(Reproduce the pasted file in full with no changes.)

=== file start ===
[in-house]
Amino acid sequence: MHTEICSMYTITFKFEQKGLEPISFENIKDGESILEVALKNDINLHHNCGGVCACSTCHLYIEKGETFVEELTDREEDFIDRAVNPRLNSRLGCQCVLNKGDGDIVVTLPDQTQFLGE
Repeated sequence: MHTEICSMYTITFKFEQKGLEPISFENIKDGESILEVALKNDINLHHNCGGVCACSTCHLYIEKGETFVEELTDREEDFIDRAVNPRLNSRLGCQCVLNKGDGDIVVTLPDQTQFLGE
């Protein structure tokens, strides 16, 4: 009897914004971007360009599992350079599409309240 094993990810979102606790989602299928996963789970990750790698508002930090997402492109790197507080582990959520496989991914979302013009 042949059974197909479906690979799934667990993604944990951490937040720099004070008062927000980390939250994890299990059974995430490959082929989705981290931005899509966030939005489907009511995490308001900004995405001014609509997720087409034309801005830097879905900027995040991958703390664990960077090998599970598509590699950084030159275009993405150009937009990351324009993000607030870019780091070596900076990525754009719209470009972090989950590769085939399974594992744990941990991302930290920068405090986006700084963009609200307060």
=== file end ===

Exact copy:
[in-house]
Amino acid sequence: MHTEICSMYTITFKFEQKGLEPISFENIKDGESILEVALKNDINLHHNCGGVCACSTCHLYIEKGETFVEELTDREEDFIDRAVNPRLNSRLGCQCVLNKGDGDIVVTLPDQTQFLGE
Repeated sequence: MHTEICSMYTITFKFEQKGLEPISFENIKDGESILEVALKNDINLHHNCGGVCACSTCHLYIEKGETFVEELTDREEDFIDRAVNPRLNSRLGCQCVLNKGDGDIVVTLPDQTQFLGE
């Protein structure tokens, strides 16, 4: 009897914004971007360009599992350079599409309240 094993990810979102606790989602299928996963789970990750790698508002930090997402492109790197507080582990959520496989991914979302013009 042949059974197909479906690979799934667990993604944990951490937040720099004070008062927000980390939250994890299990059974995430490959082929989705981290931005899509966030939005489907009511995490308001900004995405001014609509997720087409034309801005830097879905900027995040991958703390664990960077090998599970598509590699950084030159275009993405150009937009990351324009993000607030870019780091070596900076990525754009719209470009972090989950590769085939399974594992744990941990991302930290920068405090986006700084963009609200307060």